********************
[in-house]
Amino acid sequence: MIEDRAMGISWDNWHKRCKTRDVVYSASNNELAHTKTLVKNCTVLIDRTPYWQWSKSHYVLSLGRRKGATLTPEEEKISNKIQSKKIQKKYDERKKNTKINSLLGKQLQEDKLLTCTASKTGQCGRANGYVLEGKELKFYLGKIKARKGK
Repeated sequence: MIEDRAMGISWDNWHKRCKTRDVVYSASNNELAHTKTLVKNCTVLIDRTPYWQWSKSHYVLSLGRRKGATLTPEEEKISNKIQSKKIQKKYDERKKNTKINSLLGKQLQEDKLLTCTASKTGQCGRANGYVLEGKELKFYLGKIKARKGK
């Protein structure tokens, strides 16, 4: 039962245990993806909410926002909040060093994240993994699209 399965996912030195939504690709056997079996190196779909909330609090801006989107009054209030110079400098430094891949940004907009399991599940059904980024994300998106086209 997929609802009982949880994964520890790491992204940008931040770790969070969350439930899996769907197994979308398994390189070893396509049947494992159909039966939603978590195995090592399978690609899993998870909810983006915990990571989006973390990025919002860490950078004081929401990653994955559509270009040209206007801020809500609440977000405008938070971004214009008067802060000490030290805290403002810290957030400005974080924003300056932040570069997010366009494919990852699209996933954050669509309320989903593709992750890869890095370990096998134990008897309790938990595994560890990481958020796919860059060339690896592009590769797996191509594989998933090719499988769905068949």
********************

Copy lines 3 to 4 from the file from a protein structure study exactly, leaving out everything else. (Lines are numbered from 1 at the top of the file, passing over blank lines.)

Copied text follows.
Repeated sequence: MIEDRAMGISWDNWHKRCKTRDVVYSASNNELAHTKTLVKNCTVLIDRTPYWQWSKSHYVLSLGRRKGATLTPEEEKISNKIQSKKIQKKYDERKKNTKINSLLGKQLQEDKLLTCTASKTGQCGRANGYVLEGKELKFYLGKIKARKGK
């Protein structure tokens, strides 16, 4: 039962245990993806909410926002909040060093994240993994699209 399965996912030195939504690709056997079996190196779909909330609090801006989107009054209030110079400098430094891949940004907009399991599940059904980024994300998106086209 997929609802009982949880994964520890790491992204940008931040770790969070969350439930899996769907197994979308398994390189070893396509049947494992159909039966939603978590195995090592399978690609899993998870909810983006915990990571989006973390990025919002860490950078004081929401990653994955559509270009040209206007801020809500609440977000405008938070971004214009008067802060000490030290805290403002810290957030400005974080924003300056932040570069997010366009494919990852699209996933954050669509309320989903593709992750890869890095370990096998134990008897309790938990595994560890990481958020796919860059060339690896592009590769797996191509594989998933090719499988769905068949």